Fell in the Fall2 min read . Updated: 19 Oct 2007, 09:19 AM IST
Fell in the Fall
Fell in the Fall
A friend who is as much into comics as your favourite columnist is wasn’t impressed with the must-have listing that appeared in this magazine.
He accused me of:
1. Catering to the masses by putting in Maus.
2. Pretending to be more intelligent than I was by including David Boring.
3. Ignoring one of the finest non-superhero comics by leaving out Transmetropolitan.
“As a journalist yourself, I thought you’d like Spider Jerusalem," he said.
1. He is just marginally older than your columnist, which puts him on the right side of 40.
2. He has done some outstanding work on Hellblazer, which he authored for some time.
3. He created an entire series around a journalist.
The reason I did not put in any work by Ellis in the must-have listing was because I considered much of his work self-indulgent (I am aware of the irony of this statement because I have often been told that CF is a very self-indulgent column). There’s just too much of Ellis, and his view of the world in Transmetropolitan and that spoils it.
If this writer were to redo the must-have listing, however, Ellis would feature in it for a new work, Fell, Feral City.
Fell is a good old-fashioned detective book, but there’s more to it than just the comic itself.
For one, Fell is an experiment by Ellis to create an inexpensive comic book. His way of doing this is by telling a story that would have otherwise taken, say X pages, in X-Y pages. He does this by following a strict nine-panel grid on every page. Now, comics writers are notoriously profligate with panels. Some use two to three panels a page, sometimes even just one. Again, for the benefit of those who do not know much about comics, it is usually the writer who decides the number of panels and their sequencing, not the illustrator (Fell is illustrated by Ben Templesmith).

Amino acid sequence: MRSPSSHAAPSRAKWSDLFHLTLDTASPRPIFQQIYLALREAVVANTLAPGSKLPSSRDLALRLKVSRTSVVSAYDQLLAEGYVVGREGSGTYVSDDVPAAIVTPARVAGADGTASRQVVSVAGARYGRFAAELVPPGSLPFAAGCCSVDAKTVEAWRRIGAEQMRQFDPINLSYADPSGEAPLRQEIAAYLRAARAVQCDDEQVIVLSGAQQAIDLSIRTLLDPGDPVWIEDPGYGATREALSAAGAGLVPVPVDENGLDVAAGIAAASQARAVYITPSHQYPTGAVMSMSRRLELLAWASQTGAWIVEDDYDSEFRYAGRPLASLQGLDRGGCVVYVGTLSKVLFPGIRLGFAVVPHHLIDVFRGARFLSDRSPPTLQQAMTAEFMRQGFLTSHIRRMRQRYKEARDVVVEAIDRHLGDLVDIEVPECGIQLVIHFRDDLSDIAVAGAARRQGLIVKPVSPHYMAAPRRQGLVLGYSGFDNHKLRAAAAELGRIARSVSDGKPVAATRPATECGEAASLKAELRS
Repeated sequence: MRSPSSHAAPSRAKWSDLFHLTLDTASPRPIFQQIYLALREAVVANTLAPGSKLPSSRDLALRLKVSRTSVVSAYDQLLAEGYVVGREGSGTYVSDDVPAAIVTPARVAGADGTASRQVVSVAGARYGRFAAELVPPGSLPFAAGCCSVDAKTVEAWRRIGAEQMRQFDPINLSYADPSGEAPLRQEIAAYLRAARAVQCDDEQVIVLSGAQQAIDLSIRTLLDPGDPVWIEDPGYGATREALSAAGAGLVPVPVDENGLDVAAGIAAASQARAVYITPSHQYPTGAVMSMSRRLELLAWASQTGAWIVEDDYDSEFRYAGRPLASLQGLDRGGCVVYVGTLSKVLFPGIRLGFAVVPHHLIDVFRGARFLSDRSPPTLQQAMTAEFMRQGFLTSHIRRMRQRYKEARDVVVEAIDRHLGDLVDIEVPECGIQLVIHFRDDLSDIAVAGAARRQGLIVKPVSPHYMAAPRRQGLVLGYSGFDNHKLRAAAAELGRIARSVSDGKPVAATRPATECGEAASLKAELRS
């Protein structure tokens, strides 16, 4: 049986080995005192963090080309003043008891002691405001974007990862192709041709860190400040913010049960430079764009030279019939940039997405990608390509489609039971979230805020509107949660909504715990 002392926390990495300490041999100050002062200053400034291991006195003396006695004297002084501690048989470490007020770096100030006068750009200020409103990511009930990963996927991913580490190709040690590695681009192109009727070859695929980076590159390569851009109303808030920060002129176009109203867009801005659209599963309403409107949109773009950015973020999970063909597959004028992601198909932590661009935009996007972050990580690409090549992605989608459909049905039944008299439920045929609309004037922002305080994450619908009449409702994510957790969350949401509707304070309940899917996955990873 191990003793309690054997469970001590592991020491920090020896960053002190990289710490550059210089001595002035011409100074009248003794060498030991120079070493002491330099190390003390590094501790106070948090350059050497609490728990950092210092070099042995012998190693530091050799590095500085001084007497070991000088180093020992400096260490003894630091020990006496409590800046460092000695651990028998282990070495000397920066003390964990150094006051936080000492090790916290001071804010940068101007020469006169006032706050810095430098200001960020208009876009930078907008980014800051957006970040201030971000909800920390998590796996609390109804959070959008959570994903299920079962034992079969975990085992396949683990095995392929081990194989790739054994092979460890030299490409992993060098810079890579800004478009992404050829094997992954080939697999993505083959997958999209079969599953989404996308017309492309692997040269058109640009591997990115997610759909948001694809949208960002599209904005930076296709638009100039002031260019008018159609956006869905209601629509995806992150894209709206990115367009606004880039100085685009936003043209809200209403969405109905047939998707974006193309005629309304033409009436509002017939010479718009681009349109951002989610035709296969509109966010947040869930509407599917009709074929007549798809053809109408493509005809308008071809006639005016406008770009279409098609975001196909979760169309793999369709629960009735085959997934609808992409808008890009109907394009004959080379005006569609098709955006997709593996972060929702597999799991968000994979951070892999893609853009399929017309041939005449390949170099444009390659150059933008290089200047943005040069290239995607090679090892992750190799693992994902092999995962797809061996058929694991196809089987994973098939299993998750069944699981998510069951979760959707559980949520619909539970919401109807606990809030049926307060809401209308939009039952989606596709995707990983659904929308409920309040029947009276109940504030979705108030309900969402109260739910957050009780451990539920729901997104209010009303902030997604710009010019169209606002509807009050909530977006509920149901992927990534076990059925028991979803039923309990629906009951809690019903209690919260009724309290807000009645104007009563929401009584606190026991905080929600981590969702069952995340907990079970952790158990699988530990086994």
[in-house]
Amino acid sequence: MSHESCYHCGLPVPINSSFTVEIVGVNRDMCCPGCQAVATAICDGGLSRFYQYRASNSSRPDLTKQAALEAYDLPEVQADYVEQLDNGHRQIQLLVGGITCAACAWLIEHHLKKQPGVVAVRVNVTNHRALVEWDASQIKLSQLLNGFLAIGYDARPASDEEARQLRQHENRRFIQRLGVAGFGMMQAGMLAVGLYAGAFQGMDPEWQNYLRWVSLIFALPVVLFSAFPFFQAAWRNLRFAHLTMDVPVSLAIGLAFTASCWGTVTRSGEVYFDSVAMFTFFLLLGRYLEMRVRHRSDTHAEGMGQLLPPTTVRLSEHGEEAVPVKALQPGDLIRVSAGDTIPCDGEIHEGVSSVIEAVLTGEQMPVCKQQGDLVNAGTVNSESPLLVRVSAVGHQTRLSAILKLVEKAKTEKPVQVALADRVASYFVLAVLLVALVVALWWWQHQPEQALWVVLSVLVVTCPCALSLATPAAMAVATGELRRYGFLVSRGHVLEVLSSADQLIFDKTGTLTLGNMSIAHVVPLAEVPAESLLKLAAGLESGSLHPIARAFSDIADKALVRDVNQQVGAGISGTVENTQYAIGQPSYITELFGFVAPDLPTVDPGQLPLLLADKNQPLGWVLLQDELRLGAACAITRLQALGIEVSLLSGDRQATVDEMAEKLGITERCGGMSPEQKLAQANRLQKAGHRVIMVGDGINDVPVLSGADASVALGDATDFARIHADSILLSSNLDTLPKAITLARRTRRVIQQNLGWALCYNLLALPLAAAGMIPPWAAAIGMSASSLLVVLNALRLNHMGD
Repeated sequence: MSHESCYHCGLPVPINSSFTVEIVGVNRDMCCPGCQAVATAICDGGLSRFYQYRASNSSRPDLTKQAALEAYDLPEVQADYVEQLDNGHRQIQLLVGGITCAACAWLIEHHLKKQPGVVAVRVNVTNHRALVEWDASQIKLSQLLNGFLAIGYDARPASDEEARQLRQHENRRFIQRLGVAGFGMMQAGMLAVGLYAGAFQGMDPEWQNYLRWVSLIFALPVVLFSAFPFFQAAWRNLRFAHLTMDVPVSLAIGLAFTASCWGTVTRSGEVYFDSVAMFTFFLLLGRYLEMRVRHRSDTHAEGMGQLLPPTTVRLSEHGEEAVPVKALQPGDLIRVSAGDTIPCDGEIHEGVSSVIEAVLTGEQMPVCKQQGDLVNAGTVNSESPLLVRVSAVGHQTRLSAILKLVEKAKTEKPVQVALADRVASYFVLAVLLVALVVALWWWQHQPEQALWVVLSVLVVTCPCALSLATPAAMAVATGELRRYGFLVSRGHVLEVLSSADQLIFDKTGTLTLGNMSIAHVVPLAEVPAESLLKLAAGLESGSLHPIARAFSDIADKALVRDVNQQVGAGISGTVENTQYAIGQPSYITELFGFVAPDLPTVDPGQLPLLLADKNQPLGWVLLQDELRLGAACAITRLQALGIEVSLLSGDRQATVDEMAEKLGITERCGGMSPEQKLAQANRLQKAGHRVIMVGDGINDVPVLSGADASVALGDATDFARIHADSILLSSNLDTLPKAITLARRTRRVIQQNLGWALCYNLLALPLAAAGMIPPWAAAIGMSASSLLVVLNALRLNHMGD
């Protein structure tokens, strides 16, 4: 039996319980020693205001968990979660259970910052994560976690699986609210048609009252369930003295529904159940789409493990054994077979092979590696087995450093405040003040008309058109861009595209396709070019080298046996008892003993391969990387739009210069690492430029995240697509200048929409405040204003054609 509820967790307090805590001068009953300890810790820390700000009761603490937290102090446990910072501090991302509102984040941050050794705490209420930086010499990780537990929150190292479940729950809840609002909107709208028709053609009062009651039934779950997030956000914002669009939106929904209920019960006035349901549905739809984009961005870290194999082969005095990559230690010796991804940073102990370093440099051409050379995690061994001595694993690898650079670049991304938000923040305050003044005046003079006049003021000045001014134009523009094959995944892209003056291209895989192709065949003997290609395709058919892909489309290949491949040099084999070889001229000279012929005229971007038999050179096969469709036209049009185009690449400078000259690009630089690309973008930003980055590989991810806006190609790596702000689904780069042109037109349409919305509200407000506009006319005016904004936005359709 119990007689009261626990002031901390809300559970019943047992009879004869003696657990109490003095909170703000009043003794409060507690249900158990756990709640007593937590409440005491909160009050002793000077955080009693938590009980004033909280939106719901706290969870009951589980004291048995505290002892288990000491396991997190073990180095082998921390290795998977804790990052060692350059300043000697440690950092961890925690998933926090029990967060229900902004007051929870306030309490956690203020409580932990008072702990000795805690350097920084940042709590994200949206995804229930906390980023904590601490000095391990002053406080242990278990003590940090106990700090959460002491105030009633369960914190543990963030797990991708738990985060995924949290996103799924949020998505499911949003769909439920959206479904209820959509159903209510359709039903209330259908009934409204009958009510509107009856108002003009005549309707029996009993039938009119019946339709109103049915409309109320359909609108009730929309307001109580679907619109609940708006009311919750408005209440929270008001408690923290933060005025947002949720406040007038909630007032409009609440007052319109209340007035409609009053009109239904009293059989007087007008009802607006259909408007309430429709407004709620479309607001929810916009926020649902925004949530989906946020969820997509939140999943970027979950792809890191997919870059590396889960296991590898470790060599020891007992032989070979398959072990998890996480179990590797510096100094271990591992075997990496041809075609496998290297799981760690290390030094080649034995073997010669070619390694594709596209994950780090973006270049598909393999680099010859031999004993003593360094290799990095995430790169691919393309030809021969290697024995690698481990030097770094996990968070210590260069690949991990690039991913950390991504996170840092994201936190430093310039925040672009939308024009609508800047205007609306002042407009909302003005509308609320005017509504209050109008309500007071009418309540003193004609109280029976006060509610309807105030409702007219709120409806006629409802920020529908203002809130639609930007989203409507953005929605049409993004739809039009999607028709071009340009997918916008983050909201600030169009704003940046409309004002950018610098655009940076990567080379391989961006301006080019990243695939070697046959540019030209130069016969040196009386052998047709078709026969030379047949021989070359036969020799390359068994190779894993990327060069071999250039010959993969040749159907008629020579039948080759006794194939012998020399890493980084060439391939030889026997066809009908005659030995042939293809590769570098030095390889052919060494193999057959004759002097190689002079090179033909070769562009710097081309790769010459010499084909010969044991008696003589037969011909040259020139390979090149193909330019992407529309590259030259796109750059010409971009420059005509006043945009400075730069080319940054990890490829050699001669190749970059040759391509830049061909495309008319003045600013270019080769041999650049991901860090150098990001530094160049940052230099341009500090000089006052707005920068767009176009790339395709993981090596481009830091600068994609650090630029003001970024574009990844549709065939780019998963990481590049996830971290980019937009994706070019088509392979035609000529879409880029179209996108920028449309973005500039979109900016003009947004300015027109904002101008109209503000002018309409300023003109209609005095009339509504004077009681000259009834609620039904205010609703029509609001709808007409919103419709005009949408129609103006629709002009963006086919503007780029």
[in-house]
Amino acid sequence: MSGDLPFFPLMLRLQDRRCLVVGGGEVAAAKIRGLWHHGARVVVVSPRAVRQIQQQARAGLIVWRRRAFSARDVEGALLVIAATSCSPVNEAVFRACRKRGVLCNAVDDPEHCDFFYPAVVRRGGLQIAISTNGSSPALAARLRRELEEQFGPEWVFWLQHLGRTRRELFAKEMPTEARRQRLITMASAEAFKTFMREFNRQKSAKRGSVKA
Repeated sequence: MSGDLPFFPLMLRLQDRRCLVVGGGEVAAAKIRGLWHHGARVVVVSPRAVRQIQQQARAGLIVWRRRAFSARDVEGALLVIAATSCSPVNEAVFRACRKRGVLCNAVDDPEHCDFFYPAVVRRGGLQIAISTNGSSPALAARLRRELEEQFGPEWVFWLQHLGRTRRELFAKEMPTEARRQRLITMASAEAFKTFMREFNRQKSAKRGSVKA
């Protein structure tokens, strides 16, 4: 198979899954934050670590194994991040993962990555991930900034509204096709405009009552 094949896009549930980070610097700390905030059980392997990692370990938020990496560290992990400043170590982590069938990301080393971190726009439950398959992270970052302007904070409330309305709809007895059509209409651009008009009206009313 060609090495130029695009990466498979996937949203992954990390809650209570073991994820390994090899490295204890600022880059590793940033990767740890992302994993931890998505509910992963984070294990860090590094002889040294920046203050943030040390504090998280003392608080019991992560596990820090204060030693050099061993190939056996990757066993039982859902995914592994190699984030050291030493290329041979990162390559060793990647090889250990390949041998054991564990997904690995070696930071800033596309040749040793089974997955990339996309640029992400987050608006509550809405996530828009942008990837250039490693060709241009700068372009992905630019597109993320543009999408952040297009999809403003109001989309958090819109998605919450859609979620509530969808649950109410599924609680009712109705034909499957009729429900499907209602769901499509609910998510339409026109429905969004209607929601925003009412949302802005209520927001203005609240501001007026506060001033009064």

Now, layer this delivery mechanism over with a noir plot line that seems made for it.
Fell is the story of a straight cop, Richard Fell, who has done some unspeakable-of-as-yet damage in the city and is banished to a smaller satellite city, Snowtown, across the bridge. There’s something wrong with this city, as there usually is with those hard cops get exiled to. Residents have taken to spraying crossed Ss (the symbol of Snowtown) on their walls in the belief that the city’s resident evil will not take what is branded its own.
Early in the book, Mayko, a Vietnamese woman who owns a bar, brands Fell with the symbol when he is drunk and she is high on painkillers (what do you expect? After this kind of foreplay, they can’t help but become good friends). Ellis bestows Fell with Sherlock Holmes’ deductive abilities and Sam Spade’s hardness.
Apart from Mayko, Fell is filled with interesting characters including a nun who wears a Richard Nixon mask. And Templesmith’s hazy illustrations heighten the noir appeal of the book.
The short stories (remember, my trade paperback was a collection of six issues and had around six stories), far from taking anything away from the plot, actually add to it.
It’s still early—only one volume of Fell is out—but this writer’s sense is that Ellis has finally arrived.
Write to Sukumar at firstname.lastname@example.org